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Bernah M. Fahning B Fahning, Department of Physics and Chemistry, USP, Ribeirão Preto, Brazil

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Simone Regina Potje S Potje, Medical Sciences, University of Minas Gerais State, Passos, 37902-407, Brazil

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Tiago D. Paula T Paula, Department of Physics and Chemistry, USP, Ribeirão Preto, Brazil

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Marcella D. Grando M Grando, Department of Physics and Chemistry, USP, Ribeirão Preto, Brazil

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Lusiane M. Bendhack L Bendhack, Department of Physics and Chemistry, USP, Ribeirão Preto, Brazil

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Renin-angiotensin system plays a critical role in blood pressure control and the abnormal activation of AT1 receptor contributes to the development of renovascular hypertension. This study aimed to evaluate the underlying cellular signaling for AT1 receptor activation by Ang II and to compare this mechanism between aortas from 2K-1C and 2K rats. Effects of antagonists and enzyme inhibitors were investigated on Ang II-induced contractions in denuded or intact-endothelium aortas. AT1 receptor antagonist abolished Ang II-induced contraction in 2K-1C and 2K rat aortas, while AT2 and Mas receptors antagonists had no effect. Endothelial nitric oxide synthase inhibition increased the maximal effect (Emax) of Ang II in 2K, which was not changed in 2K-1C aortas. It was associated with lower eNOS mRNA levels in 2K-1C. Endothelium removal increased the Emax of Ang II in 2K-1C and mainly in of 2K rat aortas. The Nox and COX inhibition did not alter Ang II-induced contraction in 2K and 2K-1C rat aortas. Otherwise, AT1 expression was higher in 2K-1C as compared to 2K rat aortic rings, whereas expression of phosphorylated (active) IP3 receptors was lower in 2K-1C than in 2K rats. These results demonstrate that the endothelium removal impairs Ang II-stimulated contraction in the aorta of 2K-1C rats, which is associated with the reduction of IP3 receptor phosphorylation and activation. In addition, eNOS plays a critical role in Ang II-induced contraction in 2K rat aortas. It is possible that the high Ang II plasma levels could desensitize AT1 receptor in 2K-1C rats leading to impaired IP3 receptors activation.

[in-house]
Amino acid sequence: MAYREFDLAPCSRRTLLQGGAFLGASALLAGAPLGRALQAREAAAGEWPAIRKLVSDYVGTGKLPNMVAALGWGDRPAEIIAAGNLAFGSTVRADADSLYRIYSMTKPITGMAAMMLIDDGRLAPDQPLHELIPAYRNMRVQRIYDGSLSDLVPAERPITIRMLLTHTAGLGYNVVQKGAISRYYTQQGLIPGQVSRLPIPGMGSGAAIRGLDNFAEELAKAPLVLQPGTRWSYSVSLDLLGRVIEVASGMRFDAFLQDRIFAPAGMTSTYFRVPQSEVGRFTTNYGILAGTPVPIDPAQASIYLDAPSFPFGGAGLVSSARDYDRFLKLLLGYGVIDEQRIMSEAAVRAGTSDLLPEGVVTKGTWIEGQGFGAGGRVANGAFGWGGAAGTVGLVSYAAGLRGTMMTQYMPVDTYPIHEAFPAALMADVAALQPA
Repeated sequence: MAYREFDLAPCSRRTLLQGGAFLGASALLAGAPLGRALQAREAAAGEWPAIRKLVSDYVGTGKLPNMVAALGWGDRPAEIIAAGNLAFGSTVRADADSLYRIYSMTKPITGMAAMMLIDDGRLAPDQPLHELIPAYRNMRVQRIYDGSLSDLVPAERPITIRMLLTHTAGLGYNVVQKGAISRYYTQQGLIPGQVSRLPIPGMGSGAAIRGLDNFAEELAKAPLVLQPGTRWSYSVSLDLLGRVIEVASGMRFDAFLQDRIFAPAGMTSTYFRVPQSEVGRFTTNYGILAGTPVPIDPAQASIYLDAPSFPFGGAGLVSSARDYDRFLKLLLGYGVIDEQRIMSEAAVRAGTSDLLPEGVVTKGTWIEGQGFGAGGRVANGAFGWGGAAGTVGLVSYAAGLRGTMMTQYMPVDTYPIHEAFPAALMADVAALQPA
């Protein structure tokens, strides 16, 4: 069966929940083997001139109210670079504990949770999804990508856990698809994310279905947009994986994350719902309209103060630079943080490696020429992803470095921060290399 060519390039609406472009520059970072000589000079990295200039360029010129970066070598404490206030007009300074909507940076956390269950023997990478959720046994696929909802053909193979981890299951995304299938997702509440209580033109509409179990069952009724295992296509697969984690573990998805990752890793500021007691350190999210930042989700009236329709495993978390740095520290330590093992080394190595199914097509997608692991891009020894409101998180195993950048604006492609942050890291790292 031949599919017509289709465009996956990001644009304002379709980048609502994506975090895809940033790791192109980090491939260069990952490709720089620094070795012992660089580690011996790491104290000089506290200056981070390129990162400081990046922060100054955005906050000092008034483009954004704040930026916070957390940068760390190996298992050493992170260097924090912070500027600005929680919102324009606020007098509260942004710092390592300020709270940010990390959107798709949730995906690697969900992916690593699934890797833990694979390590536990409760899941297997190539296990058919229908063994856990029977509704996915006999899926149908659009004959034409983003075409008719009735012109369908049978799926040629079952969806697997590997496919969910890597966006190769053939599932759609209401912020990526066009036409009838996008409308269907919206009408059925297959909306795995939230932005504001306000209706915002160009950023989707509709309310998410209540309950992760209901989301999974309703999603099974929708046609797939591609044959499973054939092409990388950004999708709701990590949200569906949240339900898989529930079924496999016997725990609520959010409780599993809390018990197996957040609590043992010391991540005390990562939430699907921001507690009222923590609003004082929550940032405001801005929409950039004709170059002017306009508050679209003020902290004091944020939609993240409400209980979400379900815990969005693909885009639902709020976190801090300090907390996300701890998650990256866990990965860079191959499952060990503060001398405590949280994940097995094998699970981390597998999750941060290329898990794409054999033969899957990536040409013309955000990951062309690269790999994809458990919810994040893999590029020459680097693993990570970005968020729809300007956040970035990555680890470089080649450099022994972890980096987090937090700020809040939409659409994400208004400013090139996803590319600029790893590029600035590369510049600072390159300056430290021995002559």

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Jamie I van der Vaart Division of Endocrinology, Department of Medicine, Leiden University Medical Center, Leiden, The Netherlands
Einthoven Laboratory for Vascular and Regenerative Medicine, Leiden University Medical Center, Leiden, The Netherlands

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Robin van Eenige Division of Endocrinology, Department of Medicine, Leiden University Medical Center, Leiden, The Netherlands
Einthoven Laboratory for Vascular and Regenerative Medicine, Leiden University Medical Center, Leiden, The Netherlands